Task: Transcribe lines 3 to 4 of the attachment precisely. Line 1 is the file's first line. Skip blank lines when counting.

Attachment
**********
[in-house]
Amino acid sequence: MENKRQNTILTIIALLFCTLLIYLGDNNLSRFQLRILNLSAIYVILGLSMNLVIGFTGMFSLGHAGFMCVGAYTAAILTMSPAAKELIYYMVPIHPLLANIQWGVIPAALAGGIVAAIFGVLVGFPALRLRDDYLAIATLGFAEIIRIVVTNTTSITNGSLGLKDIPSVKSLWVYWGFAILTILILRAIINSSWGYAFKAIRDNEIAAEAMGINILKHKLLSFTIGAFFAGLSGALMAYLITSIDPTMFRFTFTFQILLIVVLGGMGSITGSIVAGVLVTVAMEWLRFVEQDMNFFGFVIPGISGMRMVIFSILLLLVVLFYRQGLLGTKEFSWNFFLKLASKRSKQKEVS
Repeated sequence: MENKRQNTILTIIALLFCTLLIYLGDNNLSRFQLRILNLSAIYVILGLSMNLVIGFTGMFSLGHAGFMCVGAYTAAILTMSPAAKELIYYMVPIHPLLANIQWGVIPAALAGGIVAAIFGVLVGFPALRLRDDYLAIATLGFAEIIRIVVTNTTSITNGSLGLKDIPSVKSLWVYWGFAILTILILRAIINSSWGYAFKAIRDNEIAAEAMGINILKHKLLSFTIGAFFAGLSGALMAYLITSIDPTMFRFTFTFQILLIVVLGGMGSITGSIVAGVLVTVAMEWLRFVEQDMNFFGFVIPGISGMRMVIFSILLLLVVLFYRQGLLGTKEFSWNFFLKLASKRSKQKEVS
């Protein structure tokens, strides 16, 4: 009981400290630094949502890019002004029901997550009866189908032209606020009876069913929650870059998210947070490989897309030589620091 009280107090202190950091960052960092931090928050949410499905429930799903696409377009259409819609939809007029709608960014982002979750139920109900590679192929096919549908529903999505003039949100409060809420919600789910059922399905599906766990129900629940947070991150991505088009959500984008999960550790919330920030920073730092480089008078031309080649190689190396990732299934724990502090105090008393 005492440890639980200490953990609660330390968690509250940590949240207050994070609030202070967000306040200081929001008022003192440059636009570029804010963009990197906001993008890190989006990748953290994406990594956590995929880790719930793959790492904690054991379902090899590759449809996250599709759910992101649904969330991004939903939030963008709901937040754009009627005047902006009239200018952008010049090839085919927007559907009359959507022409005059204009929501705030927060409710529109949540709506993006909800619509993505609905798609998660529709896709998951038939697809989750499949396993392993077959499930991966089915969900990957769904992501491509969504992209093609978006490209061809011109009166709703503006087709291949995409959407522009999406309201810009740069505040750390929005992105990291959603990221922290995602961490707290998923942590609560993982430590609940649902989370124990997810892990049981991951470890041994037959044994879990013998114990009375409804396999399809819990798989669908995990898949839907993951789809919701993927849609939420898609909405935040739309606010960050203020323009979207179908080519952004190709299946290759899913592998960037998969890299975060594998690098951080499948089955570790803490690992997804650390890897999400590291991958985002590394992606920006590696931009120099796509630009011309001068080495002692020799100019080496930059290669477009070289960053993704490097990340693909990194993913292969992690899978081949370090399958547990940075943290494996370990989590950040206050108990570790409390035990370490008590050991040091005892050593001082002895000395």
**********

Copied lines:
Repeated sequence: MENKRQNTILTIIALLFCTLLIYLGDNNLSRFQLRILNLSAIYVILGLSMNLVIGFTGMFSLGHAGFMCVGAYTAAILTMSPAAKELIYYMVPIHPLLANIQWGVIPAALAGGIVAAIFGVLVGFPALRLRDDYLAIATLGFAEIIRIVVTNTTSITNGSLGLKDIPSVKSLWVYWGFAILTILILRAIINSSWGYAFKAIRDNEIAAEAMGINILKHKLLSFTIGAFFAGLSGALMAYLITSIDPTMFRFTFTFQILLIVVLGGMGSITGSIVAGVLVTVAMEWLRFVEQDMNFFGFVIPGISGMRMVIFSILLLLVVLFYRQGLLGTKEFSWNFFLKLASKRSKQKEVS
């Protein structure tokens, strides 16, 4: 009981400290630094949502890019002004029901997550009866189908032209606020009876069913929650870059998210947070490989897309030589620091 009280107090202190950091960052960092931090928050949410499905429930799903696409377009259409819609939809007029709608960014982002979750139920109900590679192929096919549908529903999505003039949100409060809420919600789910059922399905599906766990129900629940947070991150991505088009959500984008999960550790919330920030920073730092480089008078031309080649190689190396990732299934724990502090105090008393 005492440890639980200490953990609660330390968690509250940590949240207050994070609030202070967000306040200081929001008022003192440059636009570029804010963009990197906001993008890190989006990748953290994406990594956590995929880790719930793959790492904690054991379902090899590759449809996250599709759910992101649904969330991004939903939030963008709901937040754009009627005047902006009239200018952008010049090839085919927007559907009359959507022409005059204009929501705030927060409710529109949540709506993006909800619509993505609905798609998660529709896709998951038939697809989750499949396993392993077959499930991966089915969900990957769904992501491509969504992209093609978006490209061809011109009166709703503006087709291949995409959407522009999406309201810009740069505040750390929005992105990291959603990221922290995602961490707290998923942590609560993982430590609940649902989370124990997810892990049981991951470890041994037959044994879990013998114990009375409804396999399809819990798989669908995990898949839907993951789809919701993927849609939420898609909405935040739309606010960050203020323009979207179908080519952004190709299946290759899913592998960037998969890299975060594998690098951080499948089955570790803490690992997804650390890897999400590291991958985002590394992606920006590696931009120099796509630009011309001068080495002692020799100019080496930059290669477009070289960053993704490097990340693909990194993913292969992690899978081949370090399958547990940075943290494996370990989590950040206050108990570790409390035990370490008590050991040091005892050593001082002895000395």